For the world’s 39 million blind and 246 million low-vision individuals, impaired navigational ability negatively impacts income, physical and mental health, and quality of life. Advanced wearables can provide assistance superior to the traditional white cane, but many are prohibitively expensive. In addition, adapting devices for indoor use typically requires infrastructure—such as Wi-Fi or visual light communication (VLC) transmitters—that may be scarce in low- and middle-income countries.

Rusk Rehabilitation researchers at NYU Langone Health, in concert with partners in Thailand, are developing a platform designed to overcome these obstacles. Known as VIS4ION (Visually Impaired Smart Service System for Spatial Intelligence and Onboard Navigation), the platform consists of an on-person navigational and computing functional aid paired with microservices through the cloud.

The team, led by John-Ross Rizzo, MD, recently received funding from the NIH’s National Eye Institute and Fogarty International Center to begin testing the system at Ratchasuda College, a school for disabled students affiliated with Mahidol University in Bangkok.

Linking Inexpensive Hardware to Next-Generation Tech

The VIS4ION platform provides real-time situational and obstacle awareness via a backpack fitted with five main components: 1) distance, ranging, and image sensors; 2) an embedded microcomputer; 3) a haptic interface via waist strap; 4) a headset with binaural bone conduction speakers and a noise-cancelling microphone; and 5) a GPS module.

“Unlike some other digital navigational aids for the visually impaired, ours does not need expensive 3D Lidar sensors or infrastructural beacons,” Dr. Rizzo explains. Instead, the platform leverages stereo cameras as its sensing foundation. Using 3D semantic mapping and localization technology, the system registers images to a database of maps recorded at centimeter scale. The wearer receives information through audible messages and vibrotactile prompts.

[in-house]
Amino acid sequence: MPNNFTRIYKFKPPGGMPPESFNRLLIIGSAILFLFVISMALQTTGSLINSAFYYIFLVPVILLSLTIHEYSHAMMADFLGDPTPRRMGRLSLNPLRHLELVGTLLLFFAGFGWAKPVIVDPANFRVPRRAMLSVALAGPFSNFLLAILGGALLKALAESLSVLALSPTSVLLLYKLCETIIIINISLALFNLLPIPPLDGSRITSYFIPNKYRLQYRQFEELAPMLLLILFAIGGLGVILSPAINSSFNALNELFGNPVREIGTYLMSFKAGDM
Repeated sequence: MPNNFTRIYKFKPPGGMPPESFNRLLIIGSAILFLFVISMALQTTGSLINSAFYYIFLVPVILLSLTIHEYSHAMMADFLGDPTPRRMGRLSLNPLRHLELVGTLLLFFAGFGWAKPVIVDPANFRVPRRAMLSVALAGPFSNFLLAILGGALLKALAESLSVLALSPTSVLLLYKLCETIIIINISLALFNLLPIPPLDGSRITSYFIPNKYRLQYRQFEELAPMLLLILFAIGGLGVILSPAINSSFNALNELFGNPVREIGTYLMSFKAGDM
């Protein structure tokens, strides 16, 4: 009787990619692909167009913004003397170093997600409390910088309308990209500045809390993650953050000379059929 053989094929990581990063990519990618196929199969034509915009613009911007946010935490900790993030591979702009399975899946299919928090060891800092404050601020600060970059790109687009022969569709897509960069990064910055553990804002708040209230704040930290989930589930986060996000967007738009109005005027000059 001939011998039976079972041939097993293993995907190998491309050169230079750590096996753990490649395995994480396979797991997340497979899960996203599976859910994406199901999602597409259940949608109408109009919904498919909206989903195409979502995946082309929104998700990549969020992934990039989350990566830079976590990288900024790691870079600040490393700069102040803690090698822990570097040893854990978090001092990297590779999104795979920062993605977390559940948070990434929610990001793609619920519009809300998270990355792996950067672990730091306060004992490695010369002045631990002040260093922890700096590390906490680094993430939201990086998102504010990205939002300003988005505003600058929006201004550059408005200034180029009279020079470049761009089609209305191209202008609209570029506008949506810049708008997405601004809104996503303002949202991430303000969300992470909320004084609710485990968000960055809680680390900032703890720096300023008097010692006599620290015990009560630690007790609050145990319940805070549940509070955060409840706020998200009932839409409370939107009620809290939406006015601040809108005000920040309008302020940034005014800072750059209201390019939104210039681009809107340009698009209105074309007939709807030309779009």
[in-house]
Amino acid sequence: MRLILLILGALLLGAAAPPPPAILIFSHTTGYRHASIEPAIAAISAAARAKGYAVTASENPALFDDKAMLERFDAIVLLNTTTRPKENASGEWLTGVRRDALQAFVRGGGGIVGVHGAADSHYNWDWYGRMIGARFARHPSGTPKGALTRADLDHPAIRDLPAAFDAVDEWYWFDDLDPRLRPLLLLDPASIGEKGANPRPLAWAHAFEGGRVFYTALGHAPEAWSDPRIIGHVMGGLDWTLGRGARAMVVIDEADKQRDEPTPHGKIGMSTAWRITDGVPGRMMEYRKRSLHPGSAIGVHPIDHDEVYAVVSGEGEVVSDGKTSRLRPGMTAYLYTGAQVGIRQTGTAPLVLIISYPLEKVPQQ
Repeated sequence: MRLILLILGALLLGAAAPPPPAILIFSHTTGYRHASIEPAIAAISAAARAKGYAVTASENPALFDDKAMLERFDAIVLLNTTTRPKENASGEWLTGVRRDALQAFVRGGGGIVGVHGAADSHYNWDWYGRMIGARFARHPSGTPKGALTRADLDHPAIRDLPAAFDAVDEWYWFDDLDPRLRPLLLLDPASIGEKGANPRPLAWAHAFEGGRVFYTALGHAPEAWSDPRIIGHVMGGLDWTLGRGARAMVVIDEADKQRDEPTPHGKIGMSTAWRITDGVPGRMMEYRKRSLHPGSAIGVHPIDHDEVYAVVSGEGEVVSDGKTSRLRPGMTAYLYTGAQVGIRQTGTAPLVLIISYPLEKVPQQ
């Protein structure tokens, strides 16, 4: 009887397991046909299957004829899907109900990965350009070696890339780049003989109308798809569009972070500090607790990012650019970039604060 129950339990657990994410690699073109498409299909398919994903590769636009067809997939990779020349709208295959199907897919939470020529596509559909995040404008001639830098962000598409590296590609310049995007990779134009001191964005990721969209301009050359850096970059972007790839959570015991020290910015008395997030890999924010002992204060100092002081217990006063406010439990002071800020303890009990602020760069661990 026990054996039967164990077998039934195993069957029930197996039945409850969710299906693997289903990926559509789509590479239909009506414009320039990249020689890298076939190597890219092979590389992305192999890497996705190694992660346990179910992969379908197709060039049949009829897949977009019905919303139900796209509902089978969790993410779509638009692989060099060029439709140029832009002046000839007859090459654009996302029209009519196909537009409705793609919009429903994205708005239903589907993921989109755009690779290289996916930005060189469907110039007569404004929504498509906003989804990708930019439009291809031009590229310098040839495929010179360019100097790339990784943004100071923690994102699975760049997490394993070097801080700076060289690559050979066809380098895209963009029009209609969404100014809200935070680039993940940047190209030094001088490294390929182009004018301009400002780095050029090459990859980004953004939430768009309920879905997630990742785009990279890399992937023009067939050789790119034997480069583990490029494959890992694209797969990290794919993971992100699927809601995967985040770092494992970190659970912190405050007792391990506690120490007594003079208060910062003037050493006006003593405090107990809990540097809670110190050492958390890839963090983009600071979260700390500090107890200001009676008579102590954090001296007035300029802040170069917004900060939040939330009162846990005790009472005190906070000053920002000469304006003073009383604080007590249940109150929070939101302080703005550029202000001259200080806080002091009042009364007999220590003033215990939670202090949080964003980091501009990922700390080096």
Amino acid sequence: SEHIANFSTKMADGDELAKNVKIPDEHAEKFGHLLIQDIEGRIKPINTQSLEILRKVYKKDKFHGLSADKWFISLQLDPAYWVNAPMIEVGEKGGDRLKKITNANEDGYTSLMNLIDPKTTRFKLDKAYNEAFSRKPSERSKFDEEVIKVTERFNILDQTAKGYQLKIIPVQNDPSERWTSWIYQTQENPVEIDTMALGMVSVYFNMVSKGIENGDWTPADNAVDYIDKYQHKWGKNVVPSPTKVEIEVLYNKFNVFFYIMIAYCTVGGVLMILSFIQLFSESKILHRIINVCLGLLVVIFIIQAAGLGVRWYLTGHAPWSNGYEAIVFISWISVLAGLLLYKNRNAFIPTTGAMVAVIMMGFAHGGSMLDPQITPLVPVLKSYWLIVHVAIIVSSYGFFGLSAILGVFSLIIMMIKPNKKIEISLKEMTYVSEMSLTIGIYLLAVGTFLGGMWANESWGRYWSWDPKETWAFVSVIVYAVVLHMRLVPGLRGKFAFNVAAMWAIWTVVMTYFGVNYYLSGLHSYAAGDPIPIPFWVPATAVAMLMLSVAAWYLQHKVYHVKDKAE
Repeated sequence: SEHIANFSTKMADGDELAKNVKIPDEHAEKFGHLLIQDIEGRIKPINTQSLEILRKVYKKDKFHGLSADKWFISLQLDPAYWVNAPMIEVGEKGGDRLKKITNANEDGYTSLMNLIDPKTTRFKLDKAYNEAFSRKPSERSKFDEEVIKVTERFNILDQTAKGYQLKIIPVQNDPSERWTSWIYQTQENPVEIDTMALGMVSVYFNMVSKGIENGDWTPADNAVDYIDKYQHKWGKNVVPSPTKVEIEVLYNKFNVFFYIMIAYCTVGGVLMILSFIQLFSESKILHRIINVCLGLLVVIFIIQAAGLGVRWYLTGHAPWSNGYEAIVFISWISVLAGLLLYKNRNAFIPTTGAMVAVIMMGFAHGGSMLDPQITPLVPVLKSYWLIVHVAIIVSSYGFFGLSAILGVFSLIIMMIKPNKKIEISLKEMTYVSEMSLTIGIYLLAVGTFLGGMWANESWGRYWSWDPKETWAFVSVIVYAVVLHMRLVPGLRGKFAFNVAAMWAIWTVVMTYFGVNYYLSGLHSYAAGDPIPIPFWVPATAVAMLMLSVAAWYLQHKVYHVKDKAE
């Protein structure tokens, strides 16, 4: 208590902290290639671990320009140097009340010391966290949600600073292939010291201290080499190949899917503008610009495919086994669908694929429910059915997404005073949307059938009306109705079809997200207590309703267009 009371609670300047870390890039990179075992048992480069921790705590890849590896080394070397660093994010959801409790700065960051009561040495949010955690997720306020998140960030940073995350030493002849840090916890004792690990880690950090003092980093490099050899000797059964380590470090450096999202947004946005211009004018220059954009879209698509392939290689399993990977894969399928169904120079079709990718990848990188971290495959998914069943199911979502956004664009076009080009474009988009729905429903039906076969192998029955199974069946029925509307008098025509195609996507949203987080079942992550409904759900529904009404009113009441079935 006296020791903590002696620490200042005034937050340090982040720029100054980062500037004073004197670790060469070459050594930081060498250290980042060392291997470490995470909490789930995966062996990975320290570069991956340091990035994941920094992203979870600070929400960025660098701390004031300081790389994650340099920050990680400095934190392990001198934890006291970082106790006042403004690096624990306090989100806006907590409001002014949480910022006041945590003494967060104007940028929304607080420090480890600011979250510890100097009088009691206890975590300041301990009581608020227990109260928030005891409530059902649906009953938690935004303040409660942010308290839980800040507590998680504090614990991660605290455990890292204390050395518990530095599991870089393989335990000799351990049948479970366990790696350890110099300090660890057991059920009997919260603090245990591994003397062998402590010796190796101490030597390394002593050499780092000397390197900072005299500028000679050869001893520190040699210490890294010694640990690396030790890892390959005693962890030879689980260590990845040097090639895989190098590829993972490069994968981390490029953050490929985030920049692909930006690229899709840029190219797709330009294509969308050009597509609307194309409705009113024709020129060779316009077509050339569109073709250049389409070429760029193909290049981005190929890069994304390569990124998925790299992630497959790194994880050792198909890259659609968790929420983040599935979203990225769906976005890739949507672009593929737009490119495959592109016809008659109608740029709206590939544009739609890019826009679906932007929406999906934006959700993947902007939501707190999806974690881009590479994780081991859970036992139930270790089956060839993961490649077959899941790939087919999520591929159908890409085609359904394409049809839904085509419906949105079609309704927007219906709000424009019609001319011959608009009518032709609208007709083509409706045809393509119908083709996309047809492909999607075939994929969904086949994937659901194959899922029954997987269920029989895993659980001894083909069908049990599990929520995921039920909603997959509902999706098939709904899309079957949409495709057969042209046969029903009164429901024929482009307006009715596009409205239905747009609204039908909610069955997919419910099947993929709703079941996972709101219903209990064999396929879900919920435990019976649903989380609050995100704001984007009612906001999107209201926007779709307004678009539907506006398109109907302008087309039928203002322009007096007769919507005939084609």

In areas with Wi-Fi or cellular service, the localization network utilizes cloud computing. When no connection is available, however, the system can operate fully on-board.

“Unlike some other digital navigation aids for the visually impaired, ours does not need expensive 3D Lidar sensors or infrastructural beacons.”

John-Ross Rizzo, MD

Another cost-saving feature is the platform’s use of images acquired via Google and through citizen science. Volunteers can record their wayfinding with mobile phones, uploading images and GPS coordinates to the mapping database. Participants in trials of VIS4ION will also help populate the database during navigation.

Refining the System in a Global Setting

In the first phase of the NIH-funded study, the researchers will implement semantic segmentation and image-query-based localization networks on the Ratchusada campus. They will deploy the augmented platform with visually impaired students, and assess for acceptability, appropriateness, and feasibility.

Pending success, the team will progress to the second phase—further enhancing the platform over an extended period, and selecting an additional urban area in Bangkok for generalizability testing.

“We anticipate a production cost of about half that for available systems.”

“Although initial costs of VIS4ION may be high, we anticipate a production cost of about half that for available systems,” Dr. Rizzo says. “We’re using an approach that leverages input from study participants for improved function and usability, aimed at ultimately benefitting visually impaired persons worldwide.”